Toban Dyck, Director of Communications, MPSG – Spring 2021 Pulse Beat
Dr. Debra McLaren lives in south-western Manitoba on a small acreage with her twin brother, who has Parkinson’s disease.
She was in the middle of packing up her office when we chatted. The email address she had since 1998, when she began her career as a plant pathologist with Agriculture and Agri-Food Canada (AAFC), would only be valid for a few more days.
She hadn’t intended to retire this year. It was supposed to happen in March of 2023, but concerns related to her own health and the unbreakable commitment she made to support her brother changed things for her.
“I had to make the decision to retire,” she said. “There is just too much going on with my health. And then looking after my brother — I determined that I will always be around for him. We’re really close. We’ve always done the weird twin things over the years. We’ll pick the same cards out for people. I lived in Lethbridge, and he lived in Winnipeg and we’d buy the same bottle of wine. I would do everything I can for him.”
If you could hear McLaren say this the way I heard it over the phone, you’d be struck, like I was, with how earnest, caring and smart, she comes across.
She understated her impact on the industry. Everyone I spoke to about Dr. Debra McLaren couldn’t say enough about the exceptional work she has done in so many aspects of pathology research. It will be impossible for the next few hundred words to properly dissect her career as a sought-after pathologist and coveted collaborator.
McLaren is an award-winning photographer, a highly regarded plant pathologist, a lover of 1955 Chevy cars and she brimmed with excitement when she told me that the ranch next to her acreage is expecting 11 foals this spring.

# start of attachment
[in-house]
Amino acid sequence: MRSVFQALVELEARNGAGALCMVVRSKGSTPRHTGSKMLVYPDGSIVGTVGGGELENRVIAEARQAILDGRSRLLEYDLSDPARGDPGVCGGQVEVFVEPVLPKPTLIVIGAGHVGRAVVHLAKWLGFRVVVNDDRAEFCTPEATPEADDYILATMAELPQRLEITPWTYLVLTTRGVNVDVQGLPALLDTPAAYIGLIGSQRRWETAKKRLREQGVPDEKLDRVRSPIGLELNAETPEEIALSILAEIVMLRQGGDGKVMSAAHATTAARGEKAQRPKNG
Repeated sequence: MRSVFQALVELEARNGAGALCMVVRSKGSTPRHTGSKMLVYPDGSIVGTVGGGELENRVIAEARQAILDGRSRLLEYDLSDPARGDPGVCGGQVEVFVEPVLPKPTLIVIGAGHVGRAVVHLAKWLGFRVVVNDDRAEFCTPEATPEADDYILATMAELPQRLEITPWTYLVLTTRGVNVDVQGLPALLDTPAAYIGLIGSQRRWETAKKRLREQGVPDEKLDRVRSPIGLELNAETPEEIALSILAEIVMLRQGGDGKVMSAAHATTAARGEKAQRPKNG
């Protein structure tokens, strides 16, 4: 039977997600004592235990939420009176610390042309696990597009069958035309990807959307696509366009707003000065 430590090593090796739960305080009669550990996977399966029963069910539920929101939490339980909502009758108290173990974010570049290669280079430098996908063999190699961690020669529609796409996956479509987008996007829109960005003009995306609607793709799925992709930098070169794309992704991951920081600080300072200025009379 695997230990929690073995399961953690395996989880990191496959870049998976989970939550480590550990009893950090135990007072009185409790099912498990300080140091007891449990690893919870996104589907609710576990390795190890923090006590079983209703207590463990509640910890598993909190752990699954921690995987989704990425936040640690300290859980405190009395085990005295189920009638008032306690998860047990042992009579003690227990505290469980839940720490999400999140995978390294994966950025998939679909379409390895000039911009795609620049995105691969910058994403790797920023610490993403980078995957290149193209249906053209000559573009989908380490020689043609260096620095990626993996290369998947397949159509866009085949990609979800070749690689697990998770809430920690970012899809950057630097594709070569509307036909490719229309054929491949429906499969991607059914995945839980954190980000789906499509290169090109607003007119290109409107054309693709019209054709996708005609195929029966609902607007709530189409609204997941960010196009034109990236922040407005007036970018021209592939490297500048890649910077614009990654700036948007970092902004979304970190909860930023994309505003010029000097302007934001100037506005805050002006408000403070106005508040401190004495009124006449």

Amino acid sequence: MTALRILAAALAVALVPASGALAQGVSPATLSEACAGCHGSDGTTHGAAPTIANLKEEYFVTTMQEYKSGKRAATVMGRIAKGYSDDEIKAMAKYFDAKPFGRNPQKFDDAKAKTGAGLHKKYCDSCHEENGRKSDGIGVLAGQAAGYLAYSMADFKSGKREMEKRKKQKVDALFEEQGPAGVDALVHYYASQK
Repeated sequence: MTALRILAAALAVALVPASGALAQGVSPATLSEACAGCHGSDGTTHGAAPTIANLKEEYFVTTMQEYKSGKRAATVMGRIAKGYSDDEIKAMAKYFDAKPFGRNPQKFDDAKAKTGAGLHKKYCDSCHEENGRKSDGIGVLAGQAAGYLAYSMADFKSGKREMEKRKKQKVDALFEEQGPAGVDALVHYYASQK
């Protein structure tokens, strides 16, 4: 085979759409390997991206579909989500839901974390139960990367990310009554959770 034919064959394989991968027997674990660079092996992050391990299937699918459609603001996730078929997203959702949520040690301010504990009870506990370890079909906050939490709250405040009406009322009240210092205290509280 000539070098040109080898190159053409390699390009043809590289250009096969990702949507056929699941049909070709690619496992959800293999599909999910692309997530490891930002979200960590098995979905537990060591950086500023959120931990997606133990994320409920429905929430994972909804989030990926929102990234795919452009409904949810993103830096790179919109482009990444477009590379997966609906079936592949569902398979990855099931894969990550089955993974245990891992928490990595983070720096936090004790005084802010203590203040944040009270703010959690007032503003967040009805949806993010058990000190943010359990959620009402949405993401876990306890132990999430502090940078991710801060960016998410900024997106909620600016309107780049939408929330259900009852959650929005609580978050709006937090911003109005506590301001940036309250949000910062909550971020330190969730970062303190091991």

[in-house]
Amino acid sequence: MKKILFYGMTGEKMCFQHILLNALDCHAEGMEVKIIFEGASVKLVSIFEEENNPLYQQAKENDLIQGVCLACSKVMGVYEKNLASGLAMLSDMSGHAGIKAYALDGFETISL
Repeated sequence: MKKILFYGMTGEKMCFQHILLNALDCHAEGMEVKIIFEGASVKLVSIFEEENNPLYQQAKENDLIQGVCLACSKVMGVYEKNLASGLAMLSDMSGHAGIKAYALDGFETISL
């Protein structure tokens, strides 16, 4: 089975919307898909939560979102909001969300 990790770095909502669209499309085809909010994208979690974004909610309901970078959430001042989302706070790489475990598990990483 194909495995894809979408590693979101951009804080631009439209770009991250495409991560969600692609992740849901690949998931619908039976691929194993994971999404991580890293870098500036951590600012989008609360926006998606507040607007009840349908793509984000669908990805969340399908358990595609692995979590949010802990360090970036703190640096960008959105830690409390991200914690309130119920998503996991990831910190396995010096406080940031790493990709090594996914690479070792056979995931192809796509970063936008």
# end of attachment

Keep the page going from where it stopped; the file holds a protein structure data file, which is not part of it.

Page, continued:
“I absolutely love horses, but I can never have one of my own,” said McLaren. “So I’ll be there. I’ll be there with my mask on, but I’ll be there.“
McLaren’s career began in animal science, motivated by her love of horses and animals, in general. She was determined to be a veterinarian.
“I’m only a couple of courses short of an animal science degree,” said McLaren.
She was aware of her allergies going into the program, and when they started intensifying, she knew that being a vet was not in her cards.
She grew up in a creative environment. Her mother, who turned 99 the day we spoke, was a nurse and photographer.
“We grew up with a darkroom in the kitchen,” she said. “We’d cover everything, windows and doors. We had the trays and a developer and we’d just put the paper in the trays and watch the nose, the eyes and the hair appear. It was really awesome. We’d have strings across the kitchen and we’d have these pictures drying off on them. It’s kind of a lost art, I think. We’ve got a well-documented childhood, believe me.”
She shifted trajectories from animal science to horticulture, pursuing her love of plants and flowers. Following her undergraduate degree, she worked for a few years at the Agriculture Canada Research Station in Morden as a technician.
“I worked for Dr. Henry Huang, who was a plant pathologist there. I was always kind of interested in pathology, but also horticulture,” she said. “But once I worked for Dr. Huang, that was it. I was hooked on pathology.”